Nate Ryan: Probably these four. Blaney and Keselowski could advance on points but will need to run well and get some major help from those above the cut line. Larson and Bowman will advance only by winning, and the odds of that are only realistic for Larson.
Dustin Long: Kyle Larson, Alex Bowman, Ryan Blaney and Brad Keselowski. Kyle Larson was strong at Kansas in May and should provide a valiant run but he’s in essentially a must-win situation and it will be hard to beat Kevin Harvick and Martin Truex Jr. at that track.
Daniel McFadin: Alex Bowman, Ryan Blaney, Clint Bowyer and Kyle Larson.
Dan Beaver: Blaney, Larson and Bowman effectively need a win to advance and they have not shown enough consistent strength on the 1.5-mile tracks to get that done at Kansas. Keselowski and Truex have – and after two frustrating weeks, they will do enough to get into the next round. That leaves Clint Bowyer as the odd man out. Kansas may be his home track, but it has not been particularly welcoming since 2013.
After nearly winning at Dover and then winning at Talladega, how do you rate Aric Almirola’s championship chances?
Nate Ryan: Still fair to middling. He will likely run well at Texas and possibly Phoenix but Martinsville (three top 10s in 19 starts) will be a challenge.
Dustin Long: Better than it was two weeks ago but still not among the favorites.
Daniel McFadin: 65 percent. Phoenix and Kansas are among his top nine tracks in average finishes, but he’s finished in the top 10 at Texas once and Homestead twice (in 2010 and 2012). Almirola hasn’t finished in the top 10 at Martinsville since 2014.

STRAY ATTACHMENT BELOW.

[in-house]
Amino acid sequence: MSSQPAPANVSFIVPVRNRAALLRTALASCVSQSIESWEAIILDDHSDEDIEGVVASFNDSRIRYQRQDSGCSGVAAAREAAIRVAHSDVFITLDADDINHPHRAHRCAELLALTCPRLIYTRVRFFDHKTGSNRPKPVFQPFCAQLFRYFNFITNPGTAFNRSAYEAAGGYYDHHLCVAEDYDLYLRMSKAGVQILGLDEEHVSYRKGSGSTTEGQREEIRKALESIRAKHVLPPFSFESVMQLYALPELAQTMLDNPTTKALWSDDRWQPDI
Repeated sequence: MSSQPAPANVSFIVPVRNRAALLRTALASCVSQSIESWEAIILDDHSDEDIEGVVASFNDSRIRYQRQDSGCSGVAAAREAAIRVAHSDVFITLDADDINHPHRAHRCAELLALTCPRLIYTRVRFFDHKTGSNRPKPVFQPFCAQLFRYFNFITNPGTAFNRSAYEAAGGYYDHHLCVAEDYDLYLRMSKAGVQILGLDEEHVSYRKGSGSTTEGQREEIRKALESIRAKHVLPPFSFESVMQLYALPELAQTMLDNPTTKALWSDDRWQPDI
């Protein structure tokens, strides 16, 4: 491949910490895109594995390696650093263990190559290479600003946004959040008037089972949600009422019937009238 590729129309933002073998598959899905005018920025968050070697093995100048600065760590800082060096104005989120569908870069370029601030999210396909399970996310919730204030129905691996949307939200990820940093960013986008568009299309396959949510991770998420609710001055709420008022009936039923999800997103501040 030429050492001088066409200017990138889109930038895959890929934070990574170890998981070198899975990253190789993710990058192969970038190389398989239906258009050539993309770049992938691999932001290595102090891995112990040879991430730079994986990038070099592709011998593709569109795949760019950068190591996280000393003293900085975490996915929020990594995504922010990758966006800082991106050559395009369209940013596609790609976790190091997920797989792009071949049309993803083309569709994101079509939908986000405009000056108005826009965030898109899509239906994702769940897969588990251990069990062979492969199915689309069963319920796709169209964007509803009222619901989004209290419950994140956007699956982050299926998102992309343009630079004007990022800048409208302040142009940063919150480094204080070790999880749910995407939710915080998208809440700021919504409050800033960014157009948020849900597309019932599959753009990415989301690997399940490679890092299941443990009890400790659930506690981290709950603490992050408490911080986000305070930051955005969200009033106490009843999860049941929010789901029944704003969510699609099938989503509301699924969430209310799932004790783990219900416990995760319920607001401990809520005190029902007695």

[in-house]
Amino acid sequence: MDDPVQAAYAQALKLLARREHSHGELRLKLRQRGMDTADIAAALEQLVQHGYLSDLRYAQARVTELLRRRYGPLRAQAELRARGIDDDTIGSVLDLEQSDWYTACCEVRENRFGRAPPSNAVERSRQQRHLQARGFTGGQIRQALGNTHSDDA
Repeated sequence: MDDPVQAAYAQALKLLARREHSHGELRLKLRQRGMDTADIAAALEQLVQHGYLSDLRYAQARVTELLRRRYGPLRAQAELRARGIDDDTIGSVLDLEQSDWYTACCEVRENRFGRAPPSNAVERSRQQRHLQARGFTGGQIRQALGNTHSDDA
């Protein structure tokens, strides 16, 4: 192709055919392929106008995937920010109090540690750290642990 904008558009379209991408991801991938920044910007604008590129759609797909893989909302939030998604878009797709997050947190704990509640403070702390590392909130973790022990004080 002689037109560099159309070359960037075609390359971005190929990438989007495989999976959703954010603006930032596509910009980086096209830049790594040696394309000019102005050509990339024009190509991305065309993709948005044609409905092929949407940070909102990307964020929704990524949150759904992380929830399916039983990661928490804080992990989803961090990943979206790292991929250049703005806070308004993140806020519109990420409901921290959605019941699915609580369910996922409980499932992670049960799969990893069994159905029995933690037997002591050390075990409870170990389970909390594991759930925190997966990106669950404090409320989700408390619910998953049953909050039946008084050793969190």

Dan Beaver: Almirola has not been able to sustain momentum for very long in 2018. Unless he wins at Kansas, he’ll enter Round 3 with less than 10 bonus points and that is going to make it difficult for him to advance. Almirola’s odds of winning a championship are low.
Do you rate Aric Almirola’s title chances better than any of the Big 3 drivers? Why or why not?
Nate Ryan: No. It still seems better than 50-50 odds that Kevin Harvick, Kyle Busch and Martin Truex Jr. all advance to the championship round, partly because of their playoff points cushion but also because the five remaining tracks (three 1.5-mile ovals) lay out well for the trio.
Dustin Long: Still a gap between the Big 3 and the rest of the playoff field.
Daniel McFadin: Less. Kevin Harvick is the biggest threat at Phoenix and he hasn’t finished outside the top 10 there in the last 10 years. And with 1.5-mile tracks in the form of Texas, Kansas and Homestead, you have to believe the Big 3 are the favorites regardless of how well Almirola is doing.
Dan Beaver: Almirola had a couple of strong runs at Homestead with Richard Petty Motorsports including a fourth in 2010. He has only three top-fives this year – none of which came on 1.5-mile tracks. He won’t be able to outrun Kevin Harvick or Kyle Busch in the finale.
What did you think of the Talladega race?
Nate Ryan: It was unlike anything at that 2.66-mile oval in nearly a half-century – look no further than the 15 lead changes being the fewest since 1973. Based off fan and driver reaction, NASCAR assuredly will take steps to improve the stability of the cars for a return to pack racing and nonstop drafting in 2019.
Dustin Long: An unusual race because of rule changes this season that made the cars so hard to drive. At the end it was still the same Talladega — chaos.
Daniel McFadin: It was by far the most fascinating Talladega race in recent memory, despite the fewest lead changes in a Cup race there since 1973. Seeing the Stewart-Haas Racing cars pull ahead of the field by at least a dozen car lengths at times was an echo of plate races there when Y2K was a threat. I’m completely game for a superspeedway race where the field isn’t one giant blob that’s only broken up by large crashes.
Dan Beaver: I’ve learned to never be surprised by anything that happens at Talladega. The four-car domination by the Stewart-Haas drivers was interesting, but it wasn’t very entertaining to watch.